I think the human species will struggle on, banging its head against stupid ideas for thousands of years, and then, suddenly, abandon the struggle and taking up some new idea against which to bang its head for another two thousand years.

The stupid idea against which we have banged our heads, since Saint Paul got the whip hand over Christianity, was that people of the same sex should not feel or express lust for one another. Possibly this was a healthy reaction to the decadence of the late Roman Empire. In any case, the anti-sexualism of Saint Paul may be shared among many religions, in the sense that the path to God may lie through principled denial of the body. I doubt it, but ascetic self-denial is a sure and  true path to the godhead for some. For many such as myself, Saint Paul is as much a stumbling block to the Christian  faith and as a path to it.

Monotheistic  religions, and religions generally, consider that the man-woman procreative bond must exist and be strongly defended against adultery, homosexuality, and any recreational sexual temptations that undermine the pair bond that is dedicated to raising children. Society has a strong interest in its own perpetuation. Religions are conservative; they have to be. They have to concern themselves with what keeps the species going.

I am not going to bother much with whether the Supreme Court of the United States has just invented law. I assume it has. They do it all the time, just as doctors turn off the taps. You don’t want to know this, but animals are killed to make your steak. Judges make this stuff up. They should do so within careful limits. Conservatives feel that the rigor and certainty of the law is threatened when this is done too obviously, and without careful extraction of new and limited findings from previously existing principles. I agree. But all laws are made up. Some laws are consistent with human nature and with the development of a better society, but nonetheless they are made up.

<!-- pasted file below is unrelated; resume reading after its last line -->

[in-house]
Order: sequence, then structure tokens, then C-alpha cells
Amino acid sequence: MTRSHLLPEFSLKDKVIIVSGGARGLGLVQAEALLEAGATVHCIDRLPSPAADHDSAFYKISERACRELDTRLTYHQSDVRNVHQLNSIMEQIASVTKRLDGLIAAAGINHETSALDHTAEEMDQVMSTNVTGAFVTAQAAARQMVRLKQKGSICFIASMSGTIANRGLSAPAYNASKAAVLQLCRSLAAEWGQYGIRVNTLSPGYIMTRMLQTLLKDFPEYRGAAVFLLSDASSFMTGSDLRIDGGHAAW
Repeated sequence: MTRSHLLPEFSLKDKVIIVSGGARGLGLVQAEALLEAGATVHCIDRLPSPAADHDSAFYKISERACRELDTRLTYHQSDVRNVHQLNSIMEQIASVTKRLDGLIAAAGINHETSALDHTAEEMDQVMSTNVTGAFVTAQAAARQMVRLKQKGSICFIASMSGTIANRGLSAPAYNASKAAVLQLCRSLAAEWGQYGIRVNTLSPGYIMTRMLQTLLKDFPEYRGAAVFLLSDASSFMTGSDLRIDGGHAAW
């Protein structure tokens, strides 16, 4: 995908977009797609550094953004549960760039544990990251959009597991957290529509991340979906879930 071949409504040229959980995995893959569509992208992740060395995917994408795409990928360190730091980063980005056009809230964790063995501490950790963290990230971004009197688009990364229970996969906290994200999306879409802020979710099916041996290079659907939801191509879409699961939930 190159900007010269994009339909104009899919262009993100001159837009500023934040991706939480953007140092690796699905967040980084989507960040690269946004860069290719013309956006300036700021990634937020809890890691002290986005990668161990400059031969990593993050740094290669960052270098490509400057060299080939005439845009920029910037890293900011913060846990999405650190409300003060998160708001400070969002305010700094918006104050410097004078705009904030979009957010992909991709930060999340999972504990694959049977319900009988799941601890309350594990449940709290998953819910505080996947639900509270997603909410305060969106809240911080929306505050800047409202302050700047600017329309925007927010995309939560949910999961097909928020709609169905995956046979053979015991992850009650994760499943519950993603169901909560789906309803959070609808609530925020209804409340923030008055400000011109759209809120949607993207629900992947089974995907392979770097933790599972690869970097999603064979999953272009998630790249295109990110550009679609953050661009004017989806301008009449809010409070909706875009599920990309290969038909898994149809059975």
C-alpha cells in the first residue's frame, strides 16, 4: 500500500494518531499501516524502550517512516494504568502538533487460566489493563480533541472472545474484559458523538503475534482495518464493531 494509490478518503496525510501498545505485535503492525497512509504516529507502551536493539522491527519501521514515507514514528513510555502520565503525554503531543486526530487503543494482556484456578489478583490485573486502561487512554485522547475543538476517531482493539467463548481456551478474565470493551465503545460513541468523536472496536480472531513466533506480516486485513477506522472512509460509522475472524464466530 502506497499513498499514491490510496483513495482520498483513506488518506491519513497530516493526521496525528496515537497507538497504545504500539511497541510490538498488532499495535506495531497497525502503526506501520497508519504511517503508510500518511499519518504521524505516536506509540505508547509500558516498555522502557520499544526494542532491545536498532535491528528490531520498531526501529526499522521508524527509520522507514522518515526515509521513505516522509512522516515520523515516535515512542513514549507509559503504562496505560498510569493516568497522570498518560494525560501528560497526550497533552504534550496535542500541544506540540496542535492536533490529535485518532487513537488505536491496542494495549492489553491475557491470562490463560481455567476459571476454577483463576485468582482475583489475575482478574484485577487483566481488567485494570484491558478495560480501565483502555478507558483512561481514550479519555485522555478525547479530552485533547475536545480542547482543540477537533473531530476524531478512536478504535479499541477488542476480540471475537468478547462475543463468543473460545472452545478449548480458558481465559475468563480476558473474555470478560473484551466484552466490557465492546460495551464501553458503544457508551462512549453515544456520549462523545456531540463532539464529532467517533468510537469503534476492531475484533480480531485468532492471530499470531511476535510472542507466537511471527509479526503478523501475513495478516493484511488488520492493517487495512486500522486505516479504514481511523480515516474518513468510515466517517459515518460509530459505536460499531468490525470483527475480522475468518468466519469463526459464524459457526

Christianity was first articulated in the first two or three centuries after Jesus when slavery was common, divorce was an almost certain means of starving one’s ex-wife and children, and cruelty to animals was an everyday sight in the streets.Christ spoke against divorce, and said nothing about slavery, yet today we have divorce and human slavery has been largely abolished outside of Islamic countries.

 

The idea that people should actually love one another, as the proper expression of their love for God, continues to influence the world for the better. To this day, Christianity makes the world a better place. The circles of our sympathies are wider, and our ideas of rights broader, because of the primal commandments of Jesus to love one another.